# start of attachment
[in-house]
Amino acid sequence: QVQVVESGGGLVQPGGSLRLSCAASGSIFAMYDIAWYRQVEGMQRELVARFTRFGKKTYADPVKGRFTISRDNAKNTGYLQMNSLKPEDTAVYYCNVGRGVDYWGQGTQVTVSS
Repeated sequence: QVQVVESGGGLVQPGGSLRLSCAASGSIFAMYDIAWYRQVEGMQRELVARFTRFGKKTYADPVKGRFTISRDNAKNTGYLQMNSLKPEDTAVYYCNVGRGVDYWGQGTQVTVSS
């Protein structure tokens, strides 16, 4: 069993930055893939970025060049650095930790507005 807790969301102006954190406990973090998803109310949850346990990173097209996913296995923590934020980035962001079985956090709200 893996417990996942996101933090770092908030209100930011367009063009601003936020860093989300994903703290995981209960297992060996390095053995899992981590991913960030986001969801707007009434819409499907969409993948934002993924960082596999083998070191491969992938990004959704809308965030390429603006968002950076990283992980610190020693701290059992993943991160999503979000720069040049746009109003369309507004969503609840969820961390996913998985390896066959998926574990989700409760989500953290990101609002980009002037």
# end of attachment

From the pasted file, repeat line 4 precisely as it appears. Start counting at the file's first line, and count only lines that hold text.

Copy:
């Protein structure tokens, strides 16, 4: 069993930055893939970025060049650095930790507005 807790969301102006954190406990973090998803109310949850346990990173097209996913296995923590934020980035962001079985956090709200 893996417990996942996101933090770092908030209100930011367009063009601003936020860093989300994903703290995981209960297992060996390095053995899992981590991913960030986001969801707007009434819409499907969409993948934002993924960082596999083998070191491969992938990004959704809308965030390429603006968002950076990283992980610190020693701290059992993943991160999503979000720069040049746009109003369309507004969503609840969820961390996913998985390896066959998926574990989700409760989500953290990101609002980009002037």